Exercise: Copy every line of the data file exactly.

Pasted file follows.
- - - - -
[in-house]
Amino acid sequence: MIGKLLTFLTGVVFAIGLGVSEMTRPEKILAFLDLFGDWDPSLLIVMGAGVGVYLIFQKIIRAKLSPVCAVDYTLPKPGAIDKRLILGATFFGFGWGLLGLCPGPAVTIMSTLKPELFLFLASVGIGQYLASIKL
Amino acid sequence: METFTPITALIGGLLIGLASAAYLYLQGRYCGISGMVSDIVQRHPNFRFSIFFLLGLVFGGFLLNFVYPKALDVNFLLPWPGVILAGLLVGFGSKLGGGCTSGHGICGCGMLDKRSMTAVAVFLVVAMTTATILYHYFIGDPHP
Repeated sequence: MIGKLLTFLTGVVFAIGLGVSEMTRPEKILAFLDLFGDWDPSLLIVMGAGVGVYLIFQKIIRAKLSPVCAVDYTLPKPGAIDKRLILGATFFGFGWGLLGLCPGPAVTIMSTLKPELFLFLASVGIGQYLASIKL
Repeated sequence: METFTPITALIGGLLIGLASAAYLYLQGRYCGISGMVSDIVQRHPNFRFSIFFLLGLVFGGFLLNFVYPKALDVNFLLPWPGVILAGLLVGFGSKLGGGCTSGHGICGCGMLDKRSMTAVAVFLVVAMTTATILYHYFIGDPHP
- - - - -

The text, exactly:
[in-house]
Amino acid sequence: MIGKLLTFLTGVVFAIGLGVSEMTRPEKILAFLDLFGDWDPSLLIVMGAGVGVYLIFQKIIRAKLSPVCAVDYTLPKPGAIDKRLILGATFFGFGWGLLGLCPGPAVTIMSTLKPELFLFLASVGIGQYLASIKL
Amino acid sequence: METFTPITALIGGLLIGLASAAYLYLQGRYCGISGMVSDIVQRHPNFRFSIFFLLGLVFGGFLLNFVYPKALDVNFLLPWPGVILAGLLVGFGSKLGGGCTSGHGICGCGMLDKRSMTAVAVFLVVAMTTATILYHYFIGDPHP
Repeated sequence: MIGKLLTFLTGVVFAIGLGVSEMTRPEKILAFLDLFGDWDPSLLIVMGAGVGVYLIFQKIIRAKLSPVCAVDYTLPKPGAIDKRLILGATFFGFGWGLLGLCPGPAVTIMSTLKPELFLFLASVGIGQYLASIKL
Repeated sequence: METFTPITALIGGLLIGLASAAYLYLQGRYCGISGMVSDIVQRHPNFRFSIFFLLGLVFGGFLLNFVYPKALDVNFLLPWPGVILAGLLVGFGSKLGGGCTSGHGICGCGMLDKRSMTAVAVFLVVAMTTATILYHYFIGDPHP